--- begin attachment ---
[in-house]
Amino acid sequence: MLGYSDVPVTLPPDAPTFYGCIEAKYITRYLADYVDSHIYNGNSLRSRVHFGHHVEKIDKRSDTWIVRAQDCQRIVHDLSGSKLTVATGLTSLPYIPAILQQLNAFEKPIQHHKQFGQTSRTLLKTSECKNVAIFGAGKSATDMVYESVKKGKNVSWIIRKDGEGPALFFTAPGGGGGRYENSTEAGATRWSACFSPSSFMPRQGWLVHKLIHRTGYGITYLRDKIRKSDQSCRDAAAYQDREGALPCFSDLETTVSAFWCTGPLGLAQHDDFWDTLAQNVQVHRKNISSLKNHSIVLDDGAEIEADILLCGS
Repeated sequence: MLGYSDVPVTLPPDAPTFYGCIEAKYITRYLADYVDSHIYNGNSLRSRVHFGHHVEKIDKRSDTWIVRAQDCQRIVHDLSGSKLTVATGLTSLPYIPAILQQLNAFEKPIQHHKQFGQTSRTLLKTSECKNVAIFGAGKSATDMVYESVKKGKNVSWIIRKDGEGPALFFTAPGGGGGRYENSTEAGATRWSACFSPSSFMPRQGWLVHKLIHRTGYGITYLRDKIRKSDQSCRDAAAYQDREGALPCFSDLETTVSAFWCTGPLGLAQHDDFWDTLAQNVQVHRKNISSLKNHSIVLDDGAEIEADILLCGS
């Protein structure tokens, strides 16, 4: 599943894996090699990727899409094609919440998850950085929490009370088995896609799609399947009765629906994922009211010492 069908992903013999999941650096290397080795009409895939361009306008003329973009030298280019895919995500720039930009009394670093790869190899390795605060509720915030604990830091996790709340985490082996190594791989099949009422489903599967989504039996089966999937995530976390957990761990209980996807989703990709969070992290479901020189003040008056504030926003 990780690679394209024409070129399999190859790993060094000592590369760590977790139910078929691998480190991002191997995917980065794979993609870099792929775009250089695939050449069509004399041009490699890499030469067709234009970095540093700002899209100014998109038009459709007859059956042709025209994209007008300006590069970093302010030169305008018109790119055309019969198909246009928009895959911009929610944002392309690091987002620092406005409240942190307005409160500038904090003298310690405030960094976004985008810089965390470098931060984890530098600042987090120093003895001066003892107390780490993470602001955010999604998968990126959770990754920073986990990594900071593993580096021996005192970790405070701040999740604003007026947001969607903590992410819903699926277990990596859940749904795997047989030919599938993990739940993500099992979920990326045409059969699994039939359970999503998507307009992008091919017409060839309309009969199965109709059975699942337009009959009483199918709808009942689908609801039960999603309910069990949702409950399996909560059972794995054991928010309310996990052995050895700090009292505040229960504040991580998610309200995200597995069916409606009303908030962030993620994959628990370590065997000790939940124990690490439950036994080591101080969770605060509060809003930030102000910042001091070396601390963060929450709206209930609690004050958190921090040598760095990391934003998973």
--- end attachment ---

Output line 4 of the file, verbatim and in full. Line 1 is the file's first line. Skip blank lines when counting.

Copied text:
């Protein structure tokens, strides 16, 4: 599943894996090699990727899409094609919440998850950085929490009370088995896609799609399947009765629906994922009211010492 069908992903013999999941650096290397080795009409895939361009306008003329973009030298280019895919995500720039930009009394670093790869190899390795605060509720915030604990830091996790709340985490082996190594791989099949009422489903599967989504039996089966999937995530976390957990761990209980996807989703990709969070992290479901020189003040008056504030926003 990780690679394209024409070129399999190859790993060094000592590369760590977790139910078929691998480190991002191997995917980065794979993609870099792929775009250089695939050449069509004399041009490699890499030469067709234009970095540093700002899209100014998109038009459709007859059956042709025209994209007008300006590069970093302010030169305008018109790119055309019969198909246009928009895959911009929610944002392309690091987002620092406005409240942190307005409160500038904090003298310690405030960094976004985008810089965390470098931060984890530098600042987090120093003895001066003892107390780490993470602001955010999604998968990126959770990754920073986990990594900071593993580096021996005192970790405070701040999740604003007026947001969607903590992410819903699926277990990596859940749904795997047989030919599938993990739940993500099992979920990326045409059969699994039939359970999503998507307009992008091919017409060839309309009969199965109709059975699942337009009959009483199918709808009942689908609801039960999603309910069990949702409950399996909560059972794995054991928010309310996990052995050895700090009292505040229960504040991580998610309200995200597995069916409606009303908030962030993620994959628990370590065997000790939940124990690490439950036994080591101080969770605060509060809003930030102000910042001091070396601390963060929450709206209930609690004050958190921090040598760095990391934003998973």